Health Care Is a Commodity, Not a Right

Health Care Is a Commodity, Not a Right
AP Photo/The Commercial Appeal, Brad Vest

On Sunday, Senator Bernie Sanders took to Twitter to deliver one of his usual messages. People go to the doctor because they're sick, get a diagnosis from their doctor, but they can't afford the treatment, he wrote. How crazy is that!

I responded snarkily, I go to a fancy store to check out a piece of furniture, can't afford it. That's totally crazy!

This prompted spasms of apoplexy on the left. How could I dare to compare medical care to furniture? Was I equating the value of the two? Was I suggesting that the necessity of furniture was somehow comparable to the necessity of medical care?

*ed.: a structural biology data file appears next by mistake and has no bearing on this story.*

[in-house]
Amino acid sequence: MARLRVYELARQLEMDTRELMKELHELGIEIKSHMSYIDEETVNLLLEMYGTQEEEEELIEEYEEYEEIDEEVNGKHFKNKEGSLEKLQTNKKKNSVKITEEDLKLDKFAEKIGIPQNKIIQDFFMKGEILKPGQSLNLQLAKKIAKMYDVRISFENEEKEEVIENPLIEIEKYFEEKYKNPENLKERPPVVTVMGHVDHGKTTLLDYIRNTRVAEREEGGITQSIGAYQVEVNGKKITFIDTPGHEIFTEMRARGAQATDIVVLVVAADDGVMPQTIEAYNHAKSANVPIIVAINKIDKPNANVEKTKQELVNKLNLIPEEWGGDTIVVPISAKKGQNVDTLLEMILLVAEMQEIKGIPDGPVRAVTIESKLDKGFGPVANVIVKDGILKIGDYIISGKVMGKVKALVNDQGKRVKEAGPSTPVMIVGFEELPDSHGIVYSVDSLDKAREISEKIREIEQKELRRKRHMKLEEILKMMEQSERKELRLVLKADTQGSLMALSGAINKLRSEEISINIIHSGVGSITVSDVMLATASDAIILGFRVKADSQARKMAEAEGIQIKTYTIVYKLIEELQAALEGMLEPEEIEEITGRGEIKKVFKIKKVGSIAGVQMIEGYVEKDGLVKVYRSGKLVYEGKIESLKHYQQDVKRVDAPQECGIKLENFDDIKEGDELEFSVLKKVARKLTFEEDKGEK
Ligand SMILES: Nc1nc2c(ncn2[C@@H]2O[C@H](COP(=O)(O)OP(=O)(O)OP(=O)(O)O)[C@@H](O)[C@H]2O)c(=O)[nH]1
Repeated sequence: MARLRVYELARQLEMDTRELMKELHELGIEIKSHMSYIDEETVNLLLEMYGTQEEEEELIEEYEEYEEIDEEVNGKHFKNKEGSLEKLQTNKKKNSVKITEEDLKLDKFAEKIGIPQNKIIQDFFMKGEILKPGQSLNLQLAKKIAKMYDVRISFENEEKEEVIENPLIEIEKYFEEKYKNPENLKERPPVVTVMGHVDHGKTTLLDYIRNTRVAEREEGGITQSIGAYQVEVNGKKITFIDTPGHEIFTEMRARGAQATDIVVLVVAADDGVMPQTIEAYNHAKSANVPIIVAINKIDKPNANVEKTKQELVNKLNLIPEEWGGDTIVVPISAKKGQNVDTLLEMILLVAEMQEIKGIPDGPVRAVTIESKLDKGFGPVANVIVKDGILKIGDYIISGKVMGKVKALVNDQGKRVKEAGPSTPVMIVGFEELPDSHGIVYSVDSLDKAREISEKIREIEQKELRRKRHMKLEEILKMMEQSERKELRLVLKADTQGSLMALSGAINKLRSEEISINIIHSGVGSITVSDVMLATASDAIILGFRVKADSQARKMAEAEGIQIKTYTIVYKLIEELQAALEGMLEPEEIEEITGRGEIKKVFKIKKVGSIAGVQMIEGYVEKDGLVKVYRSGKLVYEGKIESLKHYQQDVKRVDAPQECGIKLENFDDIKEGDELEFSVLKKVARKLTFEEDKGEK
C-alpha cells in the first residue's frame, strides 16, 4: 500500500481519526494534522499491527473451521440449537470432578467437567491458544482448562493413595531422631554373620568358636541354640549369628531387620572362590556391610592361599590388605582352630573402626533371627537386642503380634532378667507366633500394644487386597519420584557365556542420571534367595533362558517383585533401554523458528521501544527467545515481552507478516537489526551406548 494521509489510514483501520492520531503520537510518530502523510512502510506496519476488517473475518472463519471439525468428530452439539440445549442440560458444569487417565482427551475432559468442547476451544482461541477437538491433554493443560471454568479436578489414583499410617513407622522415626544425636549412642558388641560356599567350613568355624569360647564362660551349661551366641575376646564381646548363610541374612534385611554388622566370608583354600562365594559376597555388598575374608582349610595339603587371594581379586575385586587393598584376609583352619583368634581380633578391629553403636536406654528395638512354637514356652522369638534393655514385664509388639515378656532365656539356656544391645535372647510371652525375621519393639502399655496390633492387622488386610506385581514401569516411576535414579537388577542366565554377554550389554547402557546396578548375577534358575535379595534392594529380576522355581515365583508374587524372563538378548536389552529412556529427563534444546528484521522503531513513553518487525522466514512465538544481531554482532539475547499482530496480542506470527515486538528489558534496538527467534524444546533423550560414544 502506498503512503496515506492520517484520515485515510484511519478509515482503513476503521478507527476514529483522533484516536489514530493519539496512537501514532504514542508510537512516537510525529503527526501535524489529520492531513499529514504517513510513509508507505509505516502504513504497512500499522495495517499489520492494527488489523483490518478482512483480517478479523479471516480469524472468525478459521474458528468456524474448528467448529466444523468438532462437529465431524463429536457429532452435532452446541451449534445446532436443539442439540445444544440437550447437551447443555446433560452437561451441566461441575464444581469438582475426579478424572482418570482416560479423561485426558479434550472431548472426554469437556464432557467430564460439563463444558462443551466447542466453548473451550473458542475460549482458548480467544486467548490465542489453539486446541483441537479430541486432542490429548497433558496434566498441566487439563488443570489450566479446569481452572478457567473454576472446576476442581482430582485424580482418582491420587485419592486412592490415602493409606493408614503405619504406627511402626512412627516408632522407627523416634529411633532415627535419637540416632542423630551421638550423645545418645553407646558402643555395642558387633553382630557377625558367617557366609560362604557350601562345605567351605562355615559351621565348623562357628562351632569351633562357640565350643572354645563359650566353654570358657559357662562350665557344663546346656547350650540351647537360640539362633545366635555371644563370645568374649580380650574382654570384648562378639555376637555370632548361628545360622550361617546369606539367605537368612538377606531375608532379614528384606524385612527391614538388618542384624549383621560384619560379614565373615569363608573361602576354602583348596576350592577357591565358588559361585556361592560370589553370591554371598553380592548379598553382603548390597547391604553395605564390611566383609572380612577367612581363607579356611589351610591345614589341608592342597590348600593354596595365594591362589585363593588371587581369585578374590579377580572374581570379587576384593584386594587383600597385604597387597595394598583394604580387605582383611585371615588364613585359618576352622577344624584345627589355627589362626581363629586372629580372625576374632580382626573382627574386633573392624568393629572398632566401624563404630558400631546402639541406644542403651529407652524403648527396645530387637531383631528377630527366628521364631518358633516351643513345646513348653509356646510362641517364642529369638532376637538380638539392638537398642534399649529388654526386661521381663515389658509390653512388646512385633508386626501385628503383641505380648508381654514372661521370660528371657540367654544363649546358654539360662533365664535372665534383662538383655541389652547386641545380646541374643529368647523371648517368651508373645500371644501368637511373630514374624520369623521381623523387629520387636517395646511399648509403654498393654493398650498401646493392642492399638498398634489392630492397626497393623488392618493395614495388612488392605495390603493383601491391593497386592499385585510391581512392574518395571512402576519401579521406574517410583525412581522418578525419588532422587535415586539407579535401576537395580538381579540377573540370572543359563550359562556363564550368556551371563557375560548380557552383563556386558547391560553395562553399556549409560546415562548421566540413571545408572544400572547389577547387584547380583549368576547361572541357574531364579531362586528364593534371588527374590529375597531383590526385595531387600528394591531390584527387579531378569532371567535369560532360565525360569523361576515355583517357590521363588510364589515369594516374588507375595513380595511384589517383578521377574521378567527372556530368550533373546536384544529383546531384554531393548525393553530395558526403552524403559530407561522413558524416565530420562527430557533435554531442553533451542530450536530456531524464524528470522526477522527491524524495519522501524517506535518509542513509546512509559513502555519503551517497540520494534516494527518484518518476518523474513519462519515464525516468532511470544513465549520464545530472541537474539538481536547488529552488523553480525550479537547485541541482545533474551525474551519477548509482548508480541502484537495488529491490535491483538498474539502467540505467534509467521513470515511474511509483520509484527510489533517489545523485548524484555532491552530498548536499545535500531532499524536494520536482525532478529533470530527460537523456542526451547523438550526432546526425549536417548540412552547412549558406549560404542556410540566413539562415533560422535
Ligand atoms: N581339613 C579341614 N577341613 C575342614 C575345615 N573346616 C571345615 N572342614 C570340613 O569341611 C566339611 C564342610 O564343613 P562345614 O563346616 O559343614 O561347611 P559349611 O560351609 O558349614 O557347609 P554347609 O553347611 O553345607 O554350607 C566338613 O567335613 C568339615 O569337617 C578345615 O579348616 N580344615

Of course not. That would be idiotic. I was pointing out that medical care is a commodity, and that in life, we are often faced with commodities we cannot afford. But this mere observation caused a ruckus on the left. Necessities don't compare to luxuries! said one angry tweeter. Bless characters like Ben Shapiro for demonstrating the complete soullessness of capitalist ideology, tweeted another.

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